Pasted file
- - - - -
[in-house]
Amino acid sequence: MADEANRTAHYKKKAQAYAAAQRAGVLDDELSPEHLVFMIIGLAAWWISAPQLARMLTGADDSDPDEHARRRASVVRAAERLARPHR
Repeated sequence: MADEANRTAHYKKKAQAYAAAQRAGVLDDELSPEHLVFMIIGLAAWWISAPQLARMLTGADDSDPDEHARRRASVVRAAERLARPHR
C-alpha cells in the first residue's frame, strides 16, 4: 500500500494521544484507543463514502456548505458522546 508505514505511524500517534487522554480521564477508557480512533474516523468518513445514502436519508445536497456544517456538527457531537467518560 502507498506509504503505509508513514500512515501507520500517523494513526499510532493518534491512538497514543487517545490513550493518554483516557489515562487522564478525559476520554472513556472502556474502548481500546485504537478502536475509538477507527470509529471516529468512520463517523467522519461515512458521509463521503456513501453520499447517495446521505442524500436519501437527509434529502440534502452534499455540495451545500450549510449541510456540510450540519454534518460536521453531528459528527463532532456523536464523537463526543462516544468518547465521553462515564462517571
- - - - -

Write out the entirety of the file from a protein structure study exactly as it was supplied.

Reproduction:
[in-house]
Amino acid sequence: MADEANRTAHYKKKAQAYAAAQRAGVLDDELSPEHLVFMIIGLAAWWISAPQLARMLTGADDSDPDEHARRRASVVRAAERLARPHR
Repeated sequence: MADEANRTAHYKKKAQAYAAAQRAGVLDDELSPEHLVFMIIGLAAWWISAPQLARMLTGADDSDPDEHARRRASVVRAAERLARPHR
C-alpha cells in the first residue's frame, strides 16, 4: 500500500494521544484507543463514502456548505458522546 508505514505511524500517534487522554480521564477508557480512533474516523468518513445514502436519508445536497456544517456538527457531537467518560 502507498506509504503505509508513514500512515501507520500517523494513526499510532493518534491512538497514543487517545490513550493518554483516557489515562487522564478525559476520554472513556472502556474502548481500546485504537478502536475509538477507527470509529471516529468512520463517523467522519461515512458521509463521503456513501453520499447517495446521505442524500436519501437527509434529502440534502452534499455540495451545500450549510449541510456540510450540519454534518460536521453531528459528527463532532456523536464523537463526543462516544468518547465521553462515564462517571